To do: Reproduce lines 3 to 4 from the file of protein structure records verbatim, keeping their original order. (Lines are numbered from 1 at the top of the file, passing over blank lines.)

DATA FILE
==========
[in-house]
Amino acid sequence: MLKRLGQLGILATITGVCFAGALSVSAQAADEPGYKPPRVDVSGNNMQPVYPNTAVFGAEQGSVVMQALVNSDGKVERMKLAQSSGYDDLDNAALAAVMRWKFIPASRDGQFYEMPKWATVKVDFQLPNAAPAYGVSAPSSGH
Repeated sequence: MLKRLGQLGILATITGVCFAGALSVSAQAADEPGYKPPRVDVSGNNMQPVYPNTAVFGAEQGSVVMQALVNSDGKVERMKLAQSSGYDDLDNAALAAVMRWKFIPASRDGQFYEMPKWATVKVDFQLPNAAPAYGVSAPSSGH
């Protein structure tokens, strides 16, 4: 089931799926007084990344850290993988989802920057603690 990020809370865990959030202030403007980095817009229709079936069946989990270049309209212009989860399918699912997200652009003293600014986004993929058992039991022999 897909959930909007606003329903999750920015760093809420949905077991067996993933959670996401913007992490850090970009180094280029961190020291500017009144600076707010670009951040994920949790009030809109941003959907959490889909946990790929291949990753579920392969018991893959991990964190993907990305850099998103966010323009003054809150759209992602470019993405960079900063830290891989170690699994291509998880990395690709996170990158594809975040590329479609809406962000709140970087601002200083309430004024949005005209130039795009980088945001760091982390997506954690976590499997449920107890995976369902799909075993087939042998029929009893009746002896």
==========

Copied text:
Repeated sequence: MLKRLGQLGILATITGVCFAGALSVSAQAADEPGYKPPRVDVSGNNMQPVYPNTAVFGAEQGSVVMQALVNSDGKVERMKLAQSSGYDDLDNAALAAVMRWKFIPASRDGQFYEMPKWATVKVDFQLPNAAPAYGVSAPSSGH
């Protein structure tokens, strides 16, 4: 089931799926007084990344850290993988989802920057603690 990020809370865990959030202030403007980095817009229709079936069946989990270049309209212009989860399918699912997200652009003293600014986004993929058992039991022999 897909959930909007606003329903999750920015760093809420949905077991067996993933959670996401913007992490850090970009180094280029961190020291500017009144600076707010670009951040994920949790009030809109941003959907959490889909946990790929291949990753579920392969018991893959991990964190993907990305850099998103966010323009003054809150759209992602470019993405960079900063830290891989170690699994291509998880990395690709996170990158594809975040590329479609809406962000709140970087601002200083309430004024949005005209130039795009980088945001760091982390997506954690976590499997449920107890995976369902799909075993087939042998029929009893009746002896």